If I were going to buy a ready-to-build kit, I'd probably go for a Lulzbot KitTAZ. The main printer I use at work is a Lulzbot AO-101, the TAZ's little cousin, and I've had very good experiences with their hardware and their tech support, compared to other kit vendors. Unfortunately the KitTAZ is $500 out of your price range.

Hopefully some of these random saturday-morning thoughts are useful for your decision-making!
posted by Alterscape at 8:51 AM on November 29, 2014 [2 favorites]

Or, on failure to preview, what flabdablet said. That actually looks like a really nice little reprap kit.
posted by Alterscape at 8:52 AM on November 29, 2014

Best answer: My husband built a RepRap from a kit like the one linked a few years ago. It has worked and printed well for years. He just used it to build a larger rig. He does love to tinker, though, and is willing and in fact interesting in finding solutions for issues and problems with the printer.

Alterscape's comments about CAD software are relevant. Mr. jeoc does a lot of work in a CAD program to design parts. He's an engineer, and has a lot of CAD and part design skills. But he also downloads things to print from Thingiverse.
posted by jeoc at 9:03 AM on November 29, 2014

Best answer: Do you want to print or do you want to build? Let that inform your choices.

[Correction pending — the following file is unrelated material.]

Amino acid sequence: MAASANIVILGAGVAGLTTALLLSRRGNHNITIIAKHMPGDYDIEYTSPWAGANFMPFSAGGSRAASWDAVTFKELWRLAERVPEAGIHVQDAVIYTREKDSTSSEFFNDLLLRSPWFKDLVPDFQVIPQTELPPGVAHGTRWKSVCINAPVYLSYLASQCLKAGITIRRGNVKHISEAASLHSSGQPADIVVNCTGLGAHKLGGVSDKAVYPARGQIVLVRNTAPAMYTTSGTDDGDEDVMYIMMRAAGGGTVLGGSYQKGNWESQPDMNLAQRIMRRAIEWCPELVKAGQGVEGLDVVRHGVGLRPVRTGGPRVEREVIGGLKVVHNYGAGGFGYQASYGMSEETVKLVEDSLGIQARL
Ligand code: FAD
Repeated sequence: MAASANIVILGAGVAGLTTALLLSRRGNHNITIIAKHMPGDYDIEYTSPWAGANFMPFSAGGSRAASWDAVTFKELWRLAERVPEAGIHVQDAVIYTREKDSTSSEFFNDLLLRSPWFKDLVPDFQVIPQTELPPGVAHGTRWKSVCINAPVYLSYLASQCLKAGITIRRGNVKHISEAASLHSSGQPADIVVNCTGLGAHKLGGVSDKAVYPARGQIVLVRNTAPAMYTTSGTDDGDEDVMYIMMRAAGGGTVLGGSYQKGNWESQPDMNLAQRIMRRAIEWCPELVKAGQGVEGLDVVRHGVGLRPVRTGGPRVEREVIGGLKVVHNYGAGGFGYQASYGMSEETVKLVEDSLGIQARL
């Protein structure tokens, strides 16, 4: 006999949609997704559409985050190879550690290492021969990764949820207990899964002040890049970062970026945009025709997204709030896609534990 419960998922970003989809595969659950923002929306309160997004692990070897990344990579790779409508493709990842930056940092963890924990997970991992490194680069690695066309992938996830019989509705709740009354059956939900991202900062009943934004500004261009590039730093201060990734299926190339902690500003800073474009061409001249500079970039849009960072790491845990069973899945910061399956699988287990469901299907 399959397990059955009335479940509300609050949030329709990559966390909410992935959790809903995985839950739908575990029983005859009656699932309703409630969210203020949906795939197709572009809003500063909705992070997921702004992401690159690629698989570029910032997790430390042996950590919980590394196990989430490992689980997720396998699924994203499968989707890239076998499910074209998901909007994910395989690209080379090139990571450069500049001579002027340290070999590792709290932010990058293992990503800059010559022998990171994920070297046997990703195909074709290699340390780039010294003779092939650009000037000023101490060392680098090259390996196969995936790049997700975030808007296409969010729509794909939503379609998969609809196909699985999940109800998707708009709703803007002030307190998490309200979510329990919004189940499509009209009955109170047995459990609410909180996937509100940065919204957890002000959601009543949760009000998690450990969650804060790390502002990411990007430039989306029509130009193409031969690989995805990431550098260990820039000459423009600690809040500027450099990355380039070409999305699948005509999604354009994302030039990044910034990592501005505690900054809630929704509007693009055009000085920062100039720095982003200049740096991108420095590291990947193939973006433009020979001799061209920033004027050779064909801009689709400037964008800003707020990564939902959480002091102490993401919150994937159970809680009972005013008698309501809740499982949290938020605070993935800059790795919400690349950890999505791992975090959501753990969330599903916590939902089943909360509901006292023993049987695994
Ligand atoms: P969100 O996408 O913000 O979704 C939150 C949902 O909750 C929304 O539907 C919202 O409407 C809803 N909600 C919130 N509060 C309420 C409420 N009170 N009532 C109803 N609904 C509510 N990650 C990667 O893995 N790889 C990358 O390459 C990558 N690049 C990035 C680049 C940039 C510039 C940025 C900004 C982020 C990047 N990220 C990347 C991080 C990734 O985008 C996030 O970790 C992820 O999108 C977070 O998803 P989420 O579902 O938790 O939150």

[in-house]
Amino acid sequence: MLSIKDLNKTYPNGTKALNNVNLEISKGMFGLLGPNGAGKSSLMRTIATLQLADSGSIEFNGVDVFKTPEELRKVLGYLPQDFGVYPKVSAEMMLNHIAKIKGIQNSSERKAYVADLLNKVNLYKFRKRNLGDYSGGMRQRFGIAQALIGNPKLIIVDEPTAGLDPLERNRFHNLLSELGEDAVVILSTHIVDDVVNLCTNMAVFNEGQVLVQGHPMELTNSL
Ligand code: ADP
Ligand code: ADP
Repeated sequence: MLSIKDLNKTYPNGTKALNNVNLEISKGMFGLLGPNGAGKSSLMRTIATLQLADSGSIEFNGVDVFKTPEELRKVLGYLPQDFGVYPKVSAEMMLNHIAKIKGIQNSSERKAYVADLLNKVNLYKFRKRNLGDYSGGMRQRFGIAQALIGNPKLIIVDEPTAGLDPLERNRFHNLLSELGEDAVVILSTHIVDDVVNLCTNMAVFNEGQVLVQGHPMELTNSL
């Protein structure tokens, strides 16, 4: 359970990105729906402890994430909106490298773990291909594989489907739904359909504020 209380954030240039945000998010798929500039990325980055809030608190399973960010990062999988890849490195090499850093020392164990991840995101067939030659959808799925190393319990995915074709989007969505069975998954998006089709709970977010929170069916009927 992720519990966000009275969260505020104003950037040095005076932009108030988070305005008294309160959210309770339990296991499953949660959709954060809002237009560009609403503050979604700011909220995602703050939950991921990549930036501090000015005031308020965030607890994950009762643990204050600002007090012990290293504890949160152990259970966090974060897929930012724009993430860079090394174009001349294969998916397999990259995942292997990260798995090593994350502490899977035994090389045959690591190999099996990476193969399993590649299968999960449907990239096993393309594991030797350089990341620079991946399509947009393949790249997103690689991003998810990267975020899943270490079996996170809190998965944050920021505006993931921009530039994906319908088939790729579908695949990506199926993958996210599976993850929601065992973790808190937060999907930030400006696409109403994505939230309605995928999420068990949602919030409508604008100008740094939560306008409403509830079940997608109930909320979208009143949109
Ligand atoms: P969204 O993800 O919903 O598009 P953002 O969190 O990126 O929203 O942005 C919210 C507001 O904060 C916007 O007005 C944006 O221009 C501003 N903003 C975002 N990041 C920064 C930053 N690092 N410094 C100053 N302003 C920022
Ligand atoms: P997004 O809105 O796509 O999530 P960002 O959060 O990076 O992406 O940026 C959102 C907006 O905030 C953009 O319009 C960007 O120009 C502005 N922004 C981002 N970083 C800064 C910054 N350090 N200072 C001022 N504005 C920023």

We've run on some form of reprap/huxly/whatever, your typical 500 quid put together from a kit jobbie. You will spend a lot of time experimenting, blocking your nozzle, having uneven cooling, adjusting your bed, wrapping it in cling-film to try and tent it for cooling, and on and on.

My recommendation would always be Ultimaker, but it's the very top end of your budget and not a kit.
posted by Iteki at 12:25 PM on November 29, 2014

Also, that list you linked to; most of them don't exist yet, they are in the prefunding phase on indiegogo etc. I strongly suggest checking how "open" the various kits or machines you look at are, some are so closed they even use a cassette-style feed that means you can't use regular filament.
posted by Iteki at 12:35 PM on November 29, 2014

I actually helped build the PrintrBot Simple at work, and it's not too challenging, but the instructions are in English (they might have included other languages, I don't remember).
posted by KernalM at 7:38 PM on November 29, 2014

Response by poster: I'll definitely take the Huxley Duo into consideration, thanks flabdablet/Alterscape/jeoc. Though tempted by the idea of just buying a good starting machine, I really like the reprap concept..
KernalM, how did that PrintrBot turn out - useful, or unreliable?
posted by progosk at 11:27 PM on November 29, 2014